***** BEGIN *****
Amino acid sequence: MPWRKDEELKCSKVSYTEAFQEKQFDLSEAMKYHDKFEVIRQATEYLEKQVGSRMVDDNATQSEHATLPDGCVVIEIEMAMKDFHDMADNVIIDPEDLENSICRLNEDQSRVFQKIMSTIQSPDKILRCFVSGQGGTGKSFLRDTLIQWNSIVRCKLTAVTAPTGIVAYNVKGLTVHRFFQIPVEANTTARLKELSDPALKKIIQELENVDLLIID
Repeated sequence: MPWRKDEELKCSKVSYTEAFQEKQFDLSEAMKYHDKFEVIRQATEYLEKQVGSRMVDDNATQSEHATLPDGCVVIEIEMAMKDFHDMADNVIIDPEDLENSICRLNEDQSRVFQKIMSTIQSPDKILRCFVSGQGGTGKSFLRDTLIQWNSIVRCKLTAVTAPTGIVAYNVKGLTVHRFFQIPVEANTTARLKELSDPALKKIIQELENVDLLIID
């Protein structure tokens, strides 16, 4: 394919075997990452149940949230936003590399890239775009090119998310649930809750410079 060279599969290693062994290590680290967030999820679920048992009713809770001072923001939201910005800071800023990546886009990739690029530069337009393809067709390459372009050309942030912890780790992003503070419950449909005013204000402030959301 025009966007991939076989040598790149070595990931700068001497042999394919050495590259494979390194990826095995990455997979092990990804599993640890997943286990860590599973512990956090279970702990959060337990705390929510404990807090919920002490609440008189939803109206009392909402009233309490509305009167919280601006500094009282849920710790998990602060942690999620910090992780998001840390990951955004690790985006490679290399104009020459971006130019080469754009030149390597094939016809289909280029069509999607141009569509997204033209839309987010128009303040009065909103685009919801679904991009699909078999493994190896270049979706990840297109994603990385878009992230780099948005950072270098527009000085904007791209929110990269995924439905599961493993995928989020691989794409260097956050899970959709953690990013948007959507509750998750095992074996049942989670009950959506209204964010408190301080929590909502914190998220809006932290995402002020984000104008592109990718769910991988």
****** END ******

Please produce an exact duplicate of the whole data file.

Amino acid sequence: MPWRKDEELKCSKVSYTEAFQEKQFDLSEAMKYHDKFEVIRQATEYLEKQVGSRMVDDNATQSEHATLPDGCVVIEIEMAMKDFHDMADNVIIDPEDLENSICRLNEDQSRVFQKIMSTIQSPDKILRCFVSGQGGTGKSFLRDTLIQWNSIVRCKLTAVTAPTGIVAYNVKGLTVHRFFQIPVEANTTARLKELSDPALKKIIQELENVDLLIID
Repeated sequence: MPWRKDEELKCSKVSYTEAFQEKQFDLSEAMKYHDKFEVIRQATEYLEKQVGSRMVDDNATQSEHATLPDGCVVIEIEMAMKDFHDMADNVIIDPEDLENSICRLNEDQSRVFQKIMSTIQSPDKILRCFVSGQGGTGKSFLRDTLIQWNSIVRCKLTAVTAPTGIVAYNVKGLTVHRFFQIPVEANTTARLKELSDPALKKIIQELENVDLLIID
């Protein structure tokens, strides 16, 4: 394919075997990452149940949230936003590399890239775009090119998310649930809750410079 060279599969290693062994290590680290967030999820679920048992009713809770001072923001939201910005800071800023990546886009990739690029530069337009393809067709390459372009050309942030912890780790992003503070419950449909005013204000402030959301 025009966007991939076989040598790149070595990931700068001497042999394919050495590259494979390194990826095995990455997979092990990804599993640890997943286990860590599973512990956090279970702990959060337990705390929510404990807090919920002490609440008189939803109206009392909402009233309490509305009167919280601006500094009282849920710790998990602060942690999620910090992780998001840390990951955004690790985006490679290399104009020459971006130019080469754009030149390597094939016809289909280029069509999607141009569509997204033209839309987010128009303040009065909103685009919801679904991009699909078999493994190896270049979706990840297109994603990385878009992230780099948005950072270098527009000085904007791209929110990269995924439905599961493993995928989020691989794409260097956050899970959709953690990013948007959507509750998750095992074996049942989670009950959506209204964010408190301080929590909502914190998220809006932290995402002020984000104008592109990718769910991988």